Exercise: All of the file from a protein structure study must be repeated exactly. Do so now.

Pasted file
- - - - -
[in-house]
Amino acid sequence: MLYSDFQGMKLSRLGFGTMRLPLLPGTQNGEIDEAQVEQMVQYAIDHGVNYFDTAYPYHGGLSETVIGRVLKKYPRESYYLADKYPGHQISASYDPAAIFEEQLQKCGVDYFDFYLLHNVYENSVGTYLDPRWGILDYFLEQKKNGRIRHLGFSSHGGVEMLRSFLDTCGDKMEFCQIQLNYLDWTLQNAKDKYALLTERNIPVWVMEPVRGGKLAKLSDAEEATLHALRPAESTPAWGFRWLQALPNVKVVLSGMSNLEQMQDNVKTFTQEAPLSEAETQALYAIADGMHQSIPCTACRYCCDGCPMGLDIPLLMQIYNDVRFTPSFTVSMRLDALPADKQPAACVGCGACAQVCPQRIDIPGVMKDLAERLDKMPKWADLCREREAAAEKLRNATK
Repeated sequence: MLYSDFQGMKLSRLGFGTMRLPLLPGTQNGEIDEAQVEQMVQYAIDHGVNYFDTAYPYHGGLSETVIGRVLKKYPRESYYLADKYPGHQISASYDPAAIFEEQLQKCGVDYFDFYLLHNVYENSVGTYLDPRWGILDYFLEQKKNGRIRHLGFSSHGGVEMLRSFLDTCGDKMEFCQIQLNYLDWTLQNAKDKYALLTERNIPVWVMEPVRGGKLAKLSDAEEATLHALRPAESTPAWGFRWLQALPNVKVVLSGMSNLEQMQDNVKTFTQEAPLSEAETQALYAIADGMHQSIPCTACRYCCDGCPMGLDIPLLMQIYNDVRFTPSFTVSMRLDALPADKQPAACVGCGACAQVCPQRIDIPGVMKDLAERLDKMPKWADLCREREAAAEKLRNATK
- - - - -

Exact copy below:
[in-house]
Amino acid sequence: MLYSDFQGMKLSRLGFGTMRLPLLPGTQNGEIDEAQVEQMVQYAIDHGVNYFDTAYPYHGGLSETVIGRVLKKYPRESYYLADKYPGHQISASYDPAAIFEEQLQKCGVDYFDFYLLHNVYENSVGTYLDPRWGILDYFLEQKKNGRIRHLGFSSHGGVEMLRSFLDTCGDKMEFCQIQLNYLDWTLQNAKDKYALLTERNIPVWVMEPVRGGKLAKLSDAEEATLHALRPAESTPAWGFRWLQALPNVKVVLSGMSNLEQMQDNVKTFTQEAPLSEAETQALYAIADGMHQSIPCTACRYCCDGCPMGLDIPLLMQIYNDVRFTPSFTVSMRLDALPADKQPAACVGCGACAQVCPQRIDIPGVMKDLAERLDKMPKWADLCREREAAAEKLRNATK
Repeated sequence: MLYSDFQGMKLSRLGFGTMRLPLLPGTQNGEIDEAQVEQMVQYAIDHGVNYFDTAYPYHGGLSETVIGRVLKKYPRESYYLADKYPGHQISASYDPAAIFEEQLQKCGVDYFDFYLLHNVYENSVGTYLDPRWGILDYFLEQKKNGRIRHLGFSSHGGVEMLRSFLDTCGDKMEFCQIQLNYLDWTLQNAKDKYALLTERNIPVWVMEPVRGGKLAKLSDAEEATLHALRPAESTPAWGFRWLQALPNVKVVLSGMSNLEQMQDNVKTFTQEAPLSEAETQALYAIADGMHQSIPCTACRYCCDGCPMGLDIPLLMQIYNDVRFTPSFTVSMRLDALPADKQPAACVGCGACAQVCPQRIDIPGVMKDLAERLDKMPKWADLCREREAAAEKLRNATK